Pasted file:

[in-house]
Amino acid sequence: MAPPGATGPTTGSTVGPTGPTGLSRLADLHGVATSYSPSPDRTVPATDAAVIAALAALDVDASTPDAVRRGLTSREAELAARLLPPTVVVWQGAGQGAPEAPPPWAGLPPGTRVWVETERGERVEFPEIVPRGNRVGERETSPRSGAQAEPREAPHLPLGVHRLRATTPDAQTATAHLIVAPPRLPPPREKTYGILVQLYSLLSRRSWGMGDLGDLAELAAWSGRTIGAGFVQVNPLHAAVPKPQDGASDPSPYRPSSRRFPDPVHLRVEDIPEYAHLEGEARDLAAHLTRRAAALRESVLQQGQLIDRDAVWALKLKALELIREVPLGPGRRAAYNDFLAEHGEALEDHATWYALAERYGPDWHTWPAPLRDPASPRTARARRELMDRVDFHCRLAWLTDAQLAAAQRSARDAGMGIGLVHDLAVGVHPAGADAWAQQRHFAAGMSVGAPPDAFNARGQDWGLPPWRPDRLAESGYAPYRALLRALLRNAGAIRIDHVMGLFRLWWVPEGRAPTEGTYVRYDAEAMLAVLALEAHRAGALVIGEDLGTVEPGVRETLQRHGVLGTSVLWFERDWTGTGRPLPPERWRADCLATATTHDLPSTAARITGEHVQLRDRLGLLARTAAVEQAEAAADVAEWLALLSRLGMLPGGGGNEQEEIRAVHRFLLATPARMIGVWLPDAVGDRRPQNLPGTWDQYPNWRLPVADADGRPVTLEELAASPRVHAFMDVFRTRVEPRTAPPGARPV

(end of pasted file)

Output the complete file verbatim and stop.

[in-house]
Amino acid sequence: MAPPGATGPTTGSTVGPTGPTGLSRLADLHGVATSYSPSPDRTVPATDAAVIAALAALDVDASTPDAVRRGLTSREAELAARLLPPTVVVWQGAGQGAPEAPPPWAGLPPGTRVWVETERGERVEFPEIVPRGNRVGERETSPRSGAQAEPREAPHLPLGVHRLRATTPDAQTATAHLIVAPPRLPPPREKTYGILVQLYSLLSRRSWGMGDLGDLAELAAWSGRTIGAGFVQVNPLHAAVPKPQDGASDPSPYRPSSRRFPDPVHLRVEDIPEYAHLEGEARDLAAHLTRRAAALRESVLQQGQLIDRDAVWALKLKALELIREVPLGPGRRAAYNDFLAEHGEALEDHATWYALAERYGPDWHTWPAPLRDPASPRTARARRELMDRVDFHCRLAWLTDAQLAAAQRSARDAGMGIGLVHDLAVGVHPAGADAWAQQRHFAAGMSVGAPPDAFNARGQDWGLPPWRPDRLAESGYAPYRALLRALLRNAGAIRIDHVMGLFRLWWVPEGRAPTEGTYVRYDAEAMLAVLALEAHRAGALVIGEDLGTVEPGVRETLQRHGVLGTSVLWFERDWTGTGRPLPPERWRADCLATATTHDLPSTAARITGEHVQLRDRLGLLARTAAVEQAEAAADVAEWLALLSRLGMLPGGGGNEQEEIRAVHRFLLATPARMIGVWLPDAVGDRRPQNLPGTWDQYPNWRLPVADADGRPVTLEELAASPRVHAFMDVFRTRVEPRTAPPGARPV